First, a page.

My mother is going to be 80 years old next month, and about 18 months ago, she was diagnosed with a rare progressive neurodegenerative, and incurable condition that affects the brain. A year ago, my husband and I moved to Southern California to be near my parents and offer support in the wake of this devastating diagnosis. Every day for the past year, my mother has told me how grateful she is that we moved, and how happy she is to have my husband and I nearby. Every single day. And despite the havoc that this disease is wreaking on my mom’s brainstem, her prefrontal cortex is fully functional. Her decision making has not been compromised, her blood pressure and heart rate are near perfect, and she is one of the most emotionally regulated people I know. Why? I submit to you – gratitude. Come to think of it, for as long as I can remember, my mom has always practiced gratitude. Forever smiling at strangers, telling people thank you for every little thing, and constantly counting her blessings. It has been her lifelong habit. She inspires me to practice gratitude more.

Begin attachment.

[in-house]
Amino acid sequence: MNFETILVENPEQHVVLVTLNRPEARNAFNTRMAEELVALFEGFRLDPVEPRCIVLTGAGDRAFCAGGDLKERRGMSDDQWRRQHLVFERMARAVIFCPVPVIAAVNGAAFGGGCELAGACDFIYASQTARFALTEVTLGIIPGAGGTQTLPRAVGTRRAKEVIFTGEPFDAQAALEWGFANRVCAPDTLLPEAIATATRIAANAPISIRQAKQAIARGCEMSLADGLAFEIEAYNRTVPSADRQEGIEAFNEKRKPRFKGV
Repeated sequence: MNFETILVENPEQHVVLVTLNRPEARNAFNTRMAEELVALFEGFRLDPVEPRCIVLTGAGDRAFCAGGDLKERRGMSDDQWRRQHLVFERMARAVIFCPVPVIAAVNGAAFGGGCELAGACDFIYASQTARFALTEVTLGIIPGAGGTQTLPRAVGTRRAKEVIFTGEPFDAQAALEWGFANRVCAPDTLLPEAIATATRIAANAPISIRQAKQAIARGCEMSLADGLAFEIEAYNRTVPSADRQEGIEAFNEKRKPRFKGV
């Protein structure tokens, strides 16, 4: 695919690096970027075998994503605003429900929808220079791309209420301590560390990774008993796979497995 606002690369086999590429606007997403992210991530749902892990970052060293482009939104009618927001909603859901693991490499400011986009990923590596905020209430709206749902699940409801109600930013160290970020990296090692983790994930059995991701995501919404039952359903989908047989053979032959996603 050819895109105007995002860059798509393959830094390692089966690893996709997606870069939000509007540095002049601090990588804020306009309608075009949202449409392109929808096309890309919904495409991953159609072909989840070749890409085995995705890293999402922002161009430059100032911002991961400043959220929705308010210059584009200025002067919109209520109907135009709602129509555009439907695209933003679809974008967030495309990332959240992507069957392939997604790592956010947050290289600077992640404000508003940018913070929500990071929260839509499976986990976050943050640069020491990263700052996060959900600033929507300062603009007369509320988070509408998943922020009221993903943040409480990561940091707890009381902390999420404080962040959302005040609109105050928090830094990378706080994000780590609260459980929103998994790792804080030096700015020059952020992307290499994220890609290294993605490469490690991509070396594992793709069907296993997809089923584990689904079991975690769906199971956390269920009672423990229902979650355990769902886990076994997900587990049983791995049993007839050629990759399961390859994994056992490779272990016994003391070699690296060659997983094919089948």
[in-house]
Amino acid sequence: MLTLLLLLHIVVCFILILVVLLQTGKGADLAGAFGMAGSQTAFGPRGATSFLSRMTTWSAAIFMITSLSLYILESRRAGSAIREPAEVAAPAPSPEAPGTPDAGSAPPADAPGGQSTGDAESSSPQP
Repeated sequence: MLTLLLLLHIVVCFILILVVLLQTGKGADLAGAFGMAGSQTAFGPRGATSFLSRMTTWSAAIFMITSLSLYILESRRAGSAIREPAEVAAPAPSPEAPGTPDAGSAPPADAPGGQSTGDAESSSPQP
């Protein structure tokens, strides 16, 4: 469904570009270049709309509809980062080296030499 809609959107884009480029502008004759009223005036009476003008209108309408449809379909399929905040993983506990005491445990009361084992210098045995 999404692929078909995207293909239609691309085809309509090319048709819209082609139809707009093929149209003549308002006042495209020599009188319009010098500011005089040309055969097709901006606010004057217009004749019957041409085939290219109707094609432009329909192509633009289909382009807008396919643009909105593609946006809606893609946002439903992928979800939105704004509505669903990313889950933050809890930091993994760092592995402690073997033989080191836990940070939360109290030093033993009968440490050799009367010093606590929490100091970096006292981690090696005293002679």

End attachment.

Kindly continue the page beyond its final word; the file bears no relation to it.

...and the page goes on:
Hope whispers, what are you grateful for?

So how do you cultivate a practice of gratitude? One day at a time. Many people recommend starting a gratitude journal and writing down at least one thing you are grateful for every day. I like this idea, but I travel quite a bit and I already lug around a heavy bag with a laptop, so the idea of carrying around a journal doesn’t appeal to me. Instead, since I always have my phone with me, I use the notes section on my phone. To be completely transparent, I don’t write a gratitude every day. I turn to my gratitude list if I am having a bad emotional day, and noticing that my thoughts are turning toward the negative, or focusing on what I don’t have. That’s when I open the notes section of my phone, review the list and then add some new gratitudes.